LVIV — It’s a sunny summer evening here in Lviv, the café and cobblestones capital of Western Ukraine.
But a steady stream of young couples are ducking down a secret archway.
They rap once at a solid wooden door, then stand back.
The door opens half way to reveal a man in forest green uniform, an automatic weapon slung over his shoulder.
He shouts: “Slava Ukraini!”
Visitors call out the password in Ukrainian: “Heroyam Slava!” – Hail to Our Heroes!
And with that, they descend into the red brick vaulted cellars of Kryjivka – an underground restaurant in the theme of the Ukrainian Insurgent Army. This partisan group fought the Soviet Red Army for almost a decade, starting in 1944.
In that war, long hidden behind the Iron Curtain’s veil of secrecy, 35,000 Soviet officials and soldiers were killed — more than twice the number of Soviet troops killed in Afghanistan during the 1980s. In reprisal, about 600,000 Western Ukrainians were “repressed” – one third executed, one third imprisoned and one third deported to distant parts of the Soviet Union.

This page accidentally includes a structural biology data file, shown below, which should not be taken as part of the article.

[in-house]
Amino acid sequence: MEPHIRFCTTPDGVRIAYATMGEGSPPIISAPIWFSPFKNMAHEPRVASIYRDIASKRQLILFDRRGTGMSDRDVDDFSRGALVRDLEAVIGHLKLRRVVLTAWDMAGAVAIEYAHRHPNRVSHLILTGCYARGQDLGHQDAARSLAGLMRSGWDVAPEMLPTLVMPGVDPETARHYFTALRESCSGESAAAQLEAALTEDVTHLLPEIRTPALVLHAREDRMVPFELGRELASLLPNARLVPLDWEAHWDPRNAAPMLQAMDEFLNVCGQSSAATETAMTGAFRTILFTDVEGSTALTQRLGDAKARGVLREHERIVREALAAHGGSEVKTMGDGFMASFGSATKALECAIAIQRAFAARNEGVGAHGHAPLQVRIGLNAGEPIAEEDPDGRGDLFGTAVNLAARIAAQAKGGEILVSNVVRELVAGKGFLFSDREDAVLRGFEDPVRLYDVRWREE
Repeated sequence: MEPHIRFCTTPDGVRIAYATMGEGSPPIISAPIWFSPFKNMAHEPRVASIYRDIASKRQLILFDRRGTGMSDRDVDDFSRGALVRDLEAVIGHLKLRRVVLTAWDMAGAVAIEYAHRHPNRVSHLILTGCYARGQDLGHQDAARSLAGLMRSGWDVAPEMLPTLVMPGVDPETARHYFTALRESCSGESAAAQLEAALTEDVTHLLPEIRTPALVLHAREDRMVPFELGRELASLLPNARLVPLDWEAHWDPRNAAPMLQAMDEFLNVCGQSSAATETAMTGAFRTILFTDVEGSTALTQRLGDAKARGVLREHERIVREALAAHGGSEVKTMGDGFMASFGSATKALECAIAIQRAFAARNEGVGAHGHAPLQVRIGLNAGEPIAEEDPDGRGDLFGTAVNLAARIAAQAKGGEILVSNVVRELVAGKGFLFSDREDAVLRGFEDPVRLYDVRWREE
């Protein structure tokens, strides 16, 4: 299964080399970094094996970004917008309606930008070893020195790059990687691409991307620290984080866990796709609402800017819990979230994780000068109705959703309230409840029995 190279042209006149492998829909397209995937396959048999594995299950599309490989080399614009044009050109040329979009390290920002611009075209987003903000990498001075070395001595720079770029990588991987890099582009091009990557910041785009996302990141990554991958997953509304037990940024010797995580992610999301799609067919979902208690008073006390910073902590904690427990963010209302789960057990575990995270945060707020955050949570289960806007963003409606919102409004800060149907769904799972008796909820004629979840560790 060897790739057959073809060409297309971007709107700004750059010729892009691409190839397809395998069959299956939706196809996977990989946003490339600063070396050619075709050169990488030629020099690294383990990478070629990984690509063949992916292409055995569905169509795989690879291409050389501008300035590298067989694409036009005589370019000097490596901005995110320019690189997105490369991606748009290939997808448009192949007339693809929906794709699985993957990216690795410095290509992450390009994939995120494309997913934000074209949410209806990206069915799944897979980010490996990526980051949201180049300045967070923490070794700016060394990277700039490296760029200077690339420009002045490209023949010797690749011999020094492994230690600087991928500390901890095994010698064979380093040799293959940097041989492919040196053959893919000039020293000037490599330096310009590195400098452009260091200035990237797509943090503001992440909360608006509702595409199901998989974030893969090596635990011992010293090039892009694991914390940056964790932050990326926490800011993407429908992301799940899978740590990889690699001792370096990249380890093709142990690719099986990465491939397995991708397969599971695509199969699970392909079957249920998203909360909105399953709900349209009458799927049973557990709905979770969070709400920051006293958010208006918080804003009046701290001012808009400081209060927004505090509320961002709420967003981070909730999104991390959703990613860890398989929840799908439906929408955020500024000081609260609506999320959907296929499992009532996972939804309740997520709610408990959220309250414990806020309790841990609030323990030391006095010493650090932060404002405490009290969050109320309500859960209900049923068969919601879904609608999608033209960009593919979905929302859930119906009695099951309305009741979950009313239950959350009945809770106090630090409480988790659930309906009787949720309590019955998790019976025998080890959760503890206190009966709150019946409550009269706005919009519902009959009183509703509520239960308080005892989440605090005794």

At Kryjivka, the cellar walls are festooned with ghosts from that guerrilla campaign long lost to history – handsome, sandy haired young men posing in the forest with vaguely familiar uniforms; copies of Ukrainian language posters and pamphlets from underground presses; and Russian language diagrams of forest encampments, probably from Soviet counter-insurgency manuals.
At the entrance, my American-accented “Heroyam Slava” prompted the armed doorman to give me a shot – of local vodka. Maybe thanks for the assistance — too little, too late — that Washington sent to the Ukrainian guerrillas in the early 1950s?